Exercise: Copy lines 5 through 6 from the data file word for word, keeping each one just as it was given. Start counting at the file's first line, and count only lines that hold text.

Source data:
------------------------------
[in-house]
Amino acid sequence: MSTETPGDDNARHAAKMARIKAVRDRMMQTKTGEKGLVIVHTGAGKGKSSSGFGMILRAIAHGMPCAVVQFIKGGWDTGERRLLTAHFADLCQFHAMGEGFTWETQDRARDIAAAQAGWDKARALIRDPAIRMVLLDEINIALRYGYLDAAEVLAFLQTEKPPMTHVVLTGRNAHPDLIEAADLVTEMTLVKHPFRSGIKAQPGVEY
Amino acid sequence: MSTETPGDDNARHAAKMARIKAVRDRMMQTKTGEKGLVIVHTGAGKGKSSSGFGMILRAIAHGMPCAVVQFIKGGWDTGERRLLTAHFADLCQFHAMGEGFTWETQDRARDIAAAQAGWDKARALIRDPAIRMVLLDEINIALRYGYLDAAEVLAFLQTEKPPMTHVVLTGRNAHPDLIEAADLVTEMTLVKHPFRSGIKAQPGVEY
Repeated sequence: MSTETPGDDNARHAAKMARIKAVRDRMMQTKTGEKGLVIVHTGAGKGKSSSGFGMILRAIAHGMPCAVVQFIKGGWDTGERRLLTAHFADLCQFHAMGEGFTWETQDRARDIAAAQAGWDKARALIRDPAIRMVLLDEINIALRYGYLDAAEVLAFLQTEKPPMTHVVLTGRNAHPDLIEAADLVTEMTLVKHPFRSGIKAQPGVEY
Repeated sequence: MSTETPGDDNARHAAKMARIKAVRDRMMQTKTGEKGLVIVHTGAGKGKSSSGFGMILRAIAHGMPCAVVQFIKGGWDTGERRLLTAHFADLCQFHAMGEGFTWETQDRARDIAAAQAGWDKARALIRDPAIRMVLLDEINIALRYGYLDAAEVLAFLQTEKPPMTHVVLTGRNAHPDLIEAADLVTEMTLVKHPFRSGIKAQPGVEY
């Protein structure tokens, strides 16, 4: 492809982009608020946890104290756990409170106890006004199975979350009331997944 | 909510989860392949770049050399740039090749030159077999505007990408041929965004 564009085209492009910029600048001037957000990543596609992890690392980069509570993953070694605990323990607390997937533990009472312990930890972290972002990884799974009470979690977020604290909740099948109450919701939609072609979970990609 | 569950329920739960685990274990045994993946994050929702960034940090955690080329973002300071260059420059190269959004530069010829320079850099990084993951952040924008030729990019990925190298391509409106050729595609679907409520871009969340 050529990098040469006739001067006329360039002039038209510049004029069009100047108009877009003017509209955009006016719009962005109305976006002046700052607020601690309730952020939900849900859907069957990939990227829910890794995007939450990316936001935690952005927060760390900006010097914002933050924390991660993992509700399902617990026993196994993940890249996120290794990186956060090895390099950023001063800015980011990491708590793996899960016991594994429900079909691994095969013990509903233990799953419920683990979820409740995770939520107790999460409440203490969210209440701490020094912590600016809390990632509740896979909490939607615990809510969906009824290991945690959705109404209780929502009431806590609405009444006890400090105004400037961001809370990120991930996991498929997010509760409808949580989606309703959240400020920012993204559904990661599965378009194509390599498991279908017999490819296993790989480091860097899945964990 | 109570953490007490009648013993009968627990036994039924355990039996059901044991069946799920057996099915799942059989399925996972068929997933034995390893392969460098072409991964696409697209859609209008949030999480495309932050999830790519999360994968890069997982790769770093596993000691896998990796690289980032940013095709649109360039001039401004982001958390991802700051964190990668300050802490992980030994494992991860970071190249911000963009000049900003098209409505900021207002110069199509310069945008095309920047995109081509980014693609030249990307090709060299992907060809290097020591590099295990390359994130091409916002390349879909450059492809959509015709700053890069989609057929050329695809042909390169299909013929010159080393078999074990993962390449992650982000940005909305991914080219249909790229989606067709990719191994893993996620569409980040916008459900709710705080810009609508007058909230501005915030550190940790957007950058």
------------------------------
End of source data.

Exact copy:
Repeated sequence: MSTETPGDDNARHAAKMARIKAVRDRMMQTKTGEKGLVIVHTGAGKGKSSSGFGMILRAIAHGMPCAVVQFIKGGWDTGERRLLTAHFADLCQFHAMGEGFTWETQDRARDIAAAQAGWDKARALIRDPAIRMVLLDEINIALRYGYLDAAEVLAFLQTEKPPMTHVVLTGRNAHPDLIEAADLVTEMTLVKHPFRSGIKAQPGVEY
């Protein structure tokens, strides 16, 4: 492809982009608020946890104290756990409170106890006004199975979350009331997944 | 909510989860392949770049050399740039090749030159077999505007990408041929965004 564009085209492009910029600048001037957000990543596609992890690392980069509570993953070694605990323990607390997937533990009472312990930890972290972002990884799974009470979690977020604290909740099948109450919701939609072609979970990609 | 569950329920739960685990274990045994993946994050929702960034940090955690080329973002300071260059420059190269959004530069010829320079850099990084993951952040924008030729990019990925190298391509409106050729595609679907409520871009969340 050529990098040469006739001067006329360039002039038209510049004029069009100047108009877009003017509209955009006016719009962005109305976006002046700052607020601690309730952020939900849900859907069957990939990227829910890794995007939450990316936001935690952005927060760390900006010097914002933050924390991660993992509700399902617990026993196994993940890249996120290794990186956060090895390099950023001063800015980011990491708590793996899960016991594994429900079909691994095969013990509903233990799953419920683990979820409740995770939520107790999460409440203490969210209440701490020094912590600016809390990632509740896979909490939607615990809510969906009824290991945690959705109404209780929502009431806590609405009444006890400090105004400037961001809370990120991930996991498929997010509760409808949580989606309703959240400020920012993204559904990661599965378009194509390599498991279908017999490819296993790989480091860097899945964990 | 109570953490007490009648013993009968627990036994039924355990039996059901044991069946799920057996099915799942059989399925996972068929997933034995390893392969460098072409991964696409697209859609209008949030999480495309932050999830790519999360994968890069997982790769770093596993000691896998990796690289980032940013095709649109360039001039401004982001958390991802700051964190990668300050802490992980030994494992991860970071190249911000963009000049900003098209409505900021207002110069199509310069945008095309920047995109081509980014693609030249990307090709060299992907060809290097020591590099295990390359994130091409916002390349879909450059492809959509015709700053890069989609057929050329695809042909390169299909013929010159080393078999074990993962390449992650982000940005909305991914080219249909790229989606067709990719191994893993996620569409980040916008459900709710705080810009609508007058909230501005915030550190940790957007950058």